Issues, Principles and Attitudes

Of the approximately 42 billion in the dhs budget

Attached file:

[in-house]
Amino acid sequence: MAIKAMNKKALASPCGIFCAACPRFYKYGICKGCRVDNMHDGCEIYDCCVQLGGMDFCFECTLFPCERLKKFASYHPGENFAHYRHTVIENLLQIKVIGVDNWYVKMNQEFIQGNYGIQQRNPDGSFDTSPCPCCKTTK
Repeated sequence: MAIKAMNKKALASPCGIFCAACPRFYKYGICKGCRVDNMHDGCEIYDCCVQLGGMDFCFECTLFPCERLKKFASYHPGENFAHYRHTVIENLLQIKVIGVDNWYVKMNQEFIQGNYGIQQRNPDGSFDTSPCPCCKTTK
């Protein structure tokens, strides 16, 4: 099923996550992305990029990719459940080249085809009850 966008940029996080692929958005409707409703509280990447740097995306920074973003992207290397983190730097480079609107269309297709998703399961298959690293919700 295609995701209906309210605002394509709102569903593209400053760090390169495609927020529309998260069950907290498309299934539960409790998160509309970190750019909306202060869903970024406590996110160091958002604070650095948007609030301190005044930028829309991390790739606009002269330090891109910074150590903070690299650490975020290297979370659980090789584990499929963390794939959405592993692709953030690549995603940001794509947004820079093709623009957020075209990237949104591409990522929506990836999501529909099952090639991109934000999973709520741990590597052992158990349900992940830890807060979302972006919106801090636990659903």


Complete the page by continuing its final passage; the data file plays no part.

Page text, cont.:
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Unformatted text preview: es And Attitudes Oh My! Examining Perceptions from Select Academics, Practitioners And Consultants on the Subject of Emergency Management Carol L. Cwiak, North Dakota State University Concur ~ 3-9 II The principal deficiency in the discussion of guiding principals of EM at various governmental levels is the failure to document exactly what funding, personnel, logistics will be available in all circumstances and the lack of joint training and exercises to document and verify that capability and then to decide how to surge capability in advance. Additionally, exercise scenarios often fail to stress the system to determine weaknesses. 3-11 Q1D. Do you believe that homeland security focused programs operate under a different set of principles than emergency management? Q1Da. If YES, what do you believe those principles are: Yes it seems that the focus of terrorism is all about response and misses mitigation and preparedness. 3-2 Somewhat Concur ~ 3-6 II ~~~~~~~~~~~~~ Concur ~ 3-9 II ~~~~~~~~~~~~~ Somewhat Concur ~ 3-10 II Intelligence and fusion are principles that would fit BOTH molds. 3-3 Do Not Concur ~ 3-6 II ~~~~~~~~~~~~~ Do Not Concur ~ 3-9 II ~~~~~~~~~~~~~ Do Not Concur ~ Have no idea what this means. 3-10 II Threat Analysis, Target Hardening, Intelligence, Preemptive Action, Law Enforcement 3-4 Concur ~ 3-6 II ~~~~~~~~~~~~~ Concur ~ 3-9 II ~~~~~~~~~~~~~ Don't understand what's meant. 3-10 II 97 Issues, Principles And Attitudes Oh My! Examining Perceptions from Select Academics, Practitioners And Consultants on the Subject of Emergency Management Carol L. Cwiak, North Dakota State University Homeland security is primarily involved with interior defense of the country (i.e. return to civil defense, Patriot Act, etc.). This is obvious by the amount of federal spending on programs such as Coast Guard, border security, intelligence and port security. Of the approximately $42 Billion in the DHS budget only 20% was dedicated for preparedness, FEMA & Training. Of that 20%, significantly less was dedicated to state and local programs where all incidents and disasters response are initiated. A shift to federal response is continuing to occur while local programs suffer increasingly demanding standards mandated by the feds, while providing a rapidly diminishing supply of resources to accomplish the mission. 3-5 Concur ~ 3-6 II ~~~~~~~~~~~~~ Concur ~ 3-9 II ~~~~~~~~~~~~~ Do Not Concur ~ Disagree with viewpoint, though understand the funding and priority shifts cause problems. 3-10 II The Department of Homeland Security has one principle mission to prevent a terrorist attack from occurring on American soil. EM programs reducing the impacts of these events, preparing the public for these events and dealing with consequences of these events have been marginalized by DHS' singular focus on prevention. FEMA and the nation's EM system are ill served by being included in DHS. The focus of DHS and decision-makers, especially at the Federal government level, on the terrorism prevention mission resulted in reducing the capabilities and capacities of the nation's EM system to effectively practice all four phases of EM. The result was the Katrina failure. 3-6 Concur ~ 3-6 II ~~~~~~~~~~~~~ Concur ~ 3-9 II ~~~~~~~~~~~~~ Do Not Concur ~ Confusion as to whether HS focus explains one threat and one phase (response). 3-10 II I may be misreading this question. I believe that DHS has forced an artificial distinction between the two. They question that is more pertinent is "should homeland security operate under a different set of principles?" I don't believe it should. I think the issues related to homeland security could have been handled under existing emergency management principles and programs coupled with a reorganization of law enforcement and intelligence activities. We were doing this prior to September 11 through the civil defense programs and the Metropolitan Medical Response System programs. If one views terrorism as another potential hazard to a community, then the comprehensive emergency management model comes into play. You can certainly mitigate the risk through combination of structural (e.g. target hardening) or non-structural (e.g. intelligence sharing) mitigation measures. You can prepare to respond to it on tactical and operational levels. However, DHS has created a system that distinguishes between terrorism and other community 98 Issues, Principles And Attitudes Oh My! Examining Perceptions from Select Academics, Practitioners And Consultants on the Subject of Emergency Management Carol L. Cwiak, North Dakota State University risks and has diverted resources from emergency management programs to fund what are essentially operational initiatives without any strategic or tactical context. 3-7 Concur ~ 3-6 II ~~~~~~~~~~~~~ Concur ~ 3-9 II ~~~~~~~~~~~~~ Somewhat Concur ~ Is EM part of HS or vice versa? We've been having this debate for 5 years! 310 II By its very name, DHS' focus is "security" and not "safety". This causes a direct conflict of interests and a very different leadership focus. That focus, in today's environment, is too easily...
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